The Best Yoga Poses for Anxiety and Depression

The below yoga poses are some of the poses that are meant to alleviate anxiety and depression:

The Corpse

We already know that this one helps with sleep. It also lowers your blood pressure, gets rid of headaches, and reduces fatigue.

Simply lay on your back, play dead, and breathe deeply.

Child’s Pose

Here’s another nice and easy one that has many of the same effects.

Get into the same position on your hands and knees, like a child about to start crawling. Next, sit on your heels and drop your stomach between your knees, with your hands extending far out in front of you.

Legs Up the Wall

Lay on your back, place your bum against the wall, and extend your legs upwards.

Lie there with your palms up and on the floor, to your side, for 30 seconds or so.

It’s surprisingly relaxing and helps calm your breathing and lower your blood pressure.

Important Considerations for Yoga, Depression, and Anxiety

As we’ve seen, yoga can have fantastic benefits for depression and anxiety.

However, there are certain things to consider.

For instance, it might be less suited for people with lower levels of flexibility.

It is likely to be more challenging as a beginner, and the poses can sometimes be uncomfortable initially. There’s also a risk of injury, too.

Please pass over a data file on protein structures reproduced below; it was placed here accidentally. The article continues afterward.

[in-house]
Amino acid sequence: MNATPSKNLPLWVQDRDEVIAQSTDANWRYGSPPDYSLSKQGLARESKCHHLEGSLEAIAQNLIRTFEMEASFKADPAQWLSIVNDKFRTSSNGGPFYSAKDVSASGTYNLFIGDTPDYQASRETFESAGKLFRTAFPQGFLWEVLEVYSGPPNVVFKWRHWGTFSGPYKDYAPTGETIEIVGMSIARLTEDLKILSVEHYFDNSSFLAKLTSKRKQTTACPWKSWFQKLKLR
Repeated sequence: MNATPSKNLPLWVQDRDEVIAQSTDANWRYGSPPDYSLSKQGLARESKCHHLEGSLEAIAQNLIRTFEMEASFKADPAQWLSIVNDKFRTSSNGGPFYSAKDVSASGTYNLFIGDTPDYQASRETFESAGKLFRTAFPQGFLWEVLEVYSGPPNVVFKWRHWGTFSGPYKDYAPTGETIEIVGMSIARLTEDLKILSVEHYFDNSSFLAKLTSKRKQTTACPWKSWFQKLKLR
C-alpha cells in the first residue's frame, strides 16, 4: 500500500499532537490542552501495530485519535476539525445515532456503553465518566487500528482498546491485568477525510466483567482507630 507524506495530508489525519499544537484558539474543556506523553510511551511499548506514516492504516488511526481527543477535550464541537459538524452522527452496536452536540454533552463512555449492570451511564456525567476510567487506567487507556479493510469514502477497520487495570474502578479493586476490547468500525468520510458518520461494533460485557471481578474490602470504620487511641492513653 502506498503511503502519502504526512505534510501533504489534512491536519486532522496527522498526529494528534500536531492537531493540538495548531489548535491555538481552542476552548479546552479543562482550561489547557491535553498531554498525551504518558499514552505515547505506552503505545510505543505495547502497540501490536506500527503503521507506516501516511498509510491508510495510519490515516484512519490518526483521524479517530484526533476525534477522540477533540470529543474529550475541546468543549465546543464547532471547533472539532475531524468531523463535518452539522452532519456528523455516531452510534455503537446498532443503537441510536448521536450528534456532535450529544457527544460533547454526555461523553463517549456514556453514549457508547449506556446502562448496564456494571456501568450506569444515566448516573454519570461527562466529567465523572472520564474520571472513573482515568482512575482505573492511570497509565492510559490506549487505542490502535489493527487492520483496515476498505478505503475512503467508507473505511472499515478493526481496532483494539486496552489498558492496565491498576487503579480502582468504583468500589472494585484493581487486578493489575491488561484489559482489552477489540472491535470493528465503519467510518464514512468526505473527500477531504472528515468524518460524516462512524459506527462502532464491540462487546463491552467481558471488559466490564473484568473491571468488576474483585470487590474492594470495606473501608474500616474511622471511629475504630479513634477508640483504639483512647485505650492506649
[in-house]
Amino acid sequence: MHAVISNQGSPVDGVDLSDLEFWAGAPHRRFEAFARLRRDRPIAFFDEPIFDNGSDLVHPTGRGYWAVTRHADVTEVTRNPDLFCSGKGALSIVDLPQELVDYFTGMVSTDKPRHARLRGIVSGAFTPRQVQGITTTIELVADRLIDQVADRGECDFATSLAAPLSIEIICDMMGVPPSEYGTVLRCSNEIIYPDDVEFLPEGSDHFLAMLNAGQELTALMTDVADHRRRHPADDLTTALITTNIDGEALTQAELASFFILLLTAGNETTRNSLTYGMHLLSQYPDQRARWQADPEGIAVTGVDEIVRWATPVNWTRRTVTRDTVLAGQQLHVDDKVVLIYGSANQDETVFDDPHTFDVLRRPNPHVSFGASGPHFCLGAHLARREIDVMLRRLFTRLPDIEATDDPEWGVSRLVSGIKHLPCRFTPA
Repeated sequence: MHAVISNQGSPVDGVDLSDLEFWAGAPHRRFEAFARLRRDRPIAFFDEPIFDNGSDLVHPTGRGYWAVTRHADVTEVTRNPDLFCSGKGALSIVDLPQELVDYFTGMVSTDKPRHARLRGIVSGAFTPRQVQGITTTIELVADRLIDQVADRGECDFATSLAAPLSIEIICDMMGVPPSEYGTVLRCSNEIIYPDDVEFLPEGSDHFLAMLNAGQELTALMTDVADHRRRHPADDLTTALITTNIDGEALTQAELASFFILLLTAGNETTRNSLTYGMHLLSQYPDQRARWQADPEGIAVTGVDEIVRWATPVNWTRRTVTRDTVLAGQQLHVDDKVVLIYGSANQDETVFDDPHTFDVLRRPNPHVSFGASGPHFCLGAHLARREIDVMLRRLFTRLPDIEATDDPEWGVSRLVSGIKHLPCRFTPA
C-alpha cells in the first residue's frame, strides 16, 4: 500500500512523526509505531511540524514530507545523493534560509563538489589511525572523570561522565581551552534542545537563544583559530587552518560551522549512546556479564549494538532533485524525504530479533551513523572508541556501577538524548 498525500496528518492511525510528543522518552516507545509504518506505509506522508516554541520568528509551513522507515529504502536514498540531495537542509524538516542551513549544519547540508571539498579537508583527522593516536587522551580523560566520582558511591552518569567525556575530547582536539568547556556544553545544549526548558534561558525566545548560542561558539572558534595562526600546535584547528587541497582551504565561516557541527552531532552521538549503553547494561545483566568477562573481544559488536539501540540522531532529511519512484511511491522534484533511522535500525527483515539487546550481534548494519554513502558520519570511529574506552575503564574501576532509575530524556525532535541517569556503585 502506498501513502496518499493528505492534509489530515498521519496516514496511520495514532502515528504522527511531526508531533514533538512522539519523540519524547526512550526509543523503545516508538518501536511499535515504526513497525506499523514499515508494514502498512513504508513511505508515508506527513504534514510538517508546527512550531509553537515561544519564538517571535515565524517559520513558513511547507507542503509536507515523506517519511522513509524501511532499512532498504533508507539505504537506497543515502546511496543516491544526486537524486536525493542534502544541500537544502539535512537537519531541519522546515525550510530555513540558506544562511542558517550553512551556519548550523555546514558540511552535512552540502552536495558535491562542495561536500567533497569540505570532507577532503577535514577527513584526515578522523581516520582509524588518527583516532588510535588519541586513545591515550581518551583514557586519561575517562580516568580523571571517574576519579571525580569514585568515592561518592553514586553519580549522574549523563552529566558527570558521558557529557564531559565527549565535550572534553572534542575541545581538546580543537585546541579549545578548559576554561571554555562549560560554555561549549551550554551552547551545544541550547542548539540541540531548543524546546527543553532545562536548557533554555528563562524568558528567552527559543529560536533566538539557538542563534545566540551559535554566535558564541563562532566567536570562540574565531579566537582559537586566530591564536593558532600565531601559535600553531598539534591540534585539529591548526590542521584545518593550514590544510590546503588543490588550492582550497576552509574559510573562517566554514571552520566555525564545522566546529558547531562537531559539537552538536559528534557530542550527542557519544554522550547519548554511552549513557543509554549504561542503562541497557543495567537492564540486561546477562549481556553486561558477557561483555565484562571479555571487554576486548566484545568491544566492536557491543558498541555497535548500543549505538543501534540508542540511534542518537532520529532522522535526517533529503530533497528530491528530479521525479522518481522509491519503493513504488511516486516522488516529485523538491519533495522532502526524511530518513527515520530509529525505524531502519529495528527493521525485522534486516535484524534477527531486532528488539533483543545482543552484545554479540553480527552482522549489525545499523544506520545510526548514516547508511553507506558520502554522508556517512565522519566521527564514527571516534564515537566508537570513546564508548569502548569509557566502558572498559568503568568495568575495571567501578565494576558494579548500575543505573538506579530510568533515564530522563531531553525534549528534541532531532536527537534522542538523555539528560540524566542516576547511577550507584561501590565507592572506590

Equally, taking classes can get expensive. It might be harder for people with less expendable income to engage with.

Check with your local group or health center to see how much classes would cost.

Finally, people receiving support for depression and/or anxiety shouldn’t just drop their medication or therapeutic support.

Yoga is only recommended as a complementary approach to current treatments.

Always consult with a medical professional before changing your treatment program.

Time to Wrap Up

Anxiety and depression are debilitating mental illnesses.

Thankfully, they can be effectively treated.

Yoga treatment is one particular alternative treatment that can have significant positive effects on the way you feel.

As we’ve seen, there are many benefits of yoga for depression and anxiety.

The exercises help stimulate chemicals that improve our moods.

Its meditative nature focuses us in the present moment, enhances our self-awareness, reduces physical arousal, and helps us sleep.

It supports our response to stress and provides a sense of community that allows us to interact with others.

We hope you experience the immense benefits that yoga can bring if you decide to give it a go.

For more information on alternative treatment options, contact one of our addiction specialists today.